Jazz vocalist Marcus Goldhaber helps you start your morning right with a mellifluous register that makes you enjoy waking up to, and eases you comfortably into the day. His latest release Take Me Anywhere has him accompanied by the Jon Davis Trio and features Hendrik Meurkens on harmonica. Each track has Goldhaber and the trio rolling into a selection of standards such as Hoagy Carmichael’s "I Get Along Without You Very Well" and Irving Berlin’s "Top Hat, White Tie And Tails" traipsing alongside original tunes written by Goldhaber and Jon Davis like "I Fall Apart" and "You’re Beautiful, You Know That." Goldhaber has the refined stylizing of Michael Feinstein with a elegiac glide reflective of Cole Porter. Each track is as poetic as a Shakespearean sonnet and creates an intimate setting between the listener and Goldhaber.
The gentle samba shuffle in the percussive beats of "I Fall Apart" are covered in twinkles of agile piano keys dangling from its branches, while the sparse layers and fluid lines of "Top Hat, White Tie And Tails" have a leisurely canter that massages the listener’s aural senses nicely. Goldhaber is not overtly flirtatious, but his vocals have a subtle seductive quality that entices folks with bundles of warmth and an affable voicing like in "A Felony Called Love." He sounds like an incurable romantic walking through a spritz of soothing piano notes chain-linked together along "I Fall In Love Too Easily." Goldhaber and Davis show soft-pop sensibilities in the liquid glitters sparkling tenderly through "She Knows" with lyrics that would make any woman swoon, "Last night I stayed awake up so I could watch you fall asleep / I don’t want to make a sound, but I couldn’t stop my heart from beating up and down inside my chest / And I thought it would burst through / Until you turned and whispered I love you." Goldhaber’s songs live up to such an ideal lyrically and musically that few artists can reach this euphoric state. It is music that you would not mind starting off your day with, in fact, it should be highly recommended.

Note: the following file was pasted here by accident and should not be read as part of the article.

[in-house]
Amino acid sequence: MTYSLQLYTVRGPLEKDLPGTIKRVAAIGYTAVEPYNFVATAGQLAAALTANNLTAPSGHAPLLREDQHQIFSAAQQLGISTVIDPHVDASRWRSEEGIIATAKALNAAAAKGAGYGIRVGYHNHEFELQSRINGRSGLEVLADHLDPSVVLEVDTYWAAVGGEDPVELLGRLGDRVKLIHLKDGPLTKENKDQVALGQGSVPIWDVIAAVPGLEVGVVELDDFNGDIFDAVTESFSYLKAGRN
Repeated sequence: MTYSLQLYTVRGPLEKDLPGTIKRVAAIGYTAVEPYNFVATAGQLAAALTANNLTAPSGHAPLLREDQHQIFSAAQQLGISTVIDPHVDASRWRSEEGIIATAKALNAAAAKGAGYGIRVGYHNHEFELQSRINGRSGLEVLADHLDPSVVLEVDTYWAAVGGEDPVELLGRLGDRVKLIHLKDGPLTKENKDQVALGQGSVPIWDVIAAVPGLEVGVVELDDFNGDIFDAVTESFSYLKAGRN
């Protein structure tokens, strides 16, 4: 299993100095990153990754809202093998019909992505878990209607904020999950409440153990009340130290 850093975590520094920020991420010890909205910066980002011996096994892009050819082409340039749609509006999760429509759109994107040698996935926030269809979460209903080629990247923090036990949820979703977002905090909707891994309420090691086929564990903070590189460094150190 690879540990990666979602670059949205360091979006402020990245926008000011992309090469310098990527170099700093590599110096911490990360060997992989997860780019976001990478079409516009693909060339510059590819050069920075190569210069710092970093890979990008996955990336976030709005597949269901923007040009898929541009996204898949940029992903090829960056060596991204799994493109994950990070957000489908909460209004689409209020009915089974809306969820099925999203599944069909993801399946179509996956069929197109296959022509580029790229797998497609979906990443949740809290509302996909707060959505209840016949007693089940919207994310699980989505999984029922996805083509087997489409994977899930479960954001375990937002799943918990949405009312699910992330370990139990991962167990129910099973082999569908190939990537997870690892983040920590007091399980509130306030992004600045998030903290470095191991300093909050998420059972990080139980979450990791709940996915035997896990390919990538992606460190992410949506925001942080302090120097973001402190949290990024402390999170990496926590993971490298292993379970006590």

Goldhaber’s album Take My Anywhere has 17-tracks that infuse blissful sensations with mellifluous strokes garnering an elegiac mood that complements Goldhaber’s relaxing vocal stride. His vocals linger on the moments of joy, and ache to be there when they aren’t. His songs are terribly romantic, and even more dangerous is he passes that trait onto the listener. With 17-tracks to choose from, he reels the listener into his pursuit for an ideal euphoria, and by the ending, your tenacity to reach it becomes as strong as his.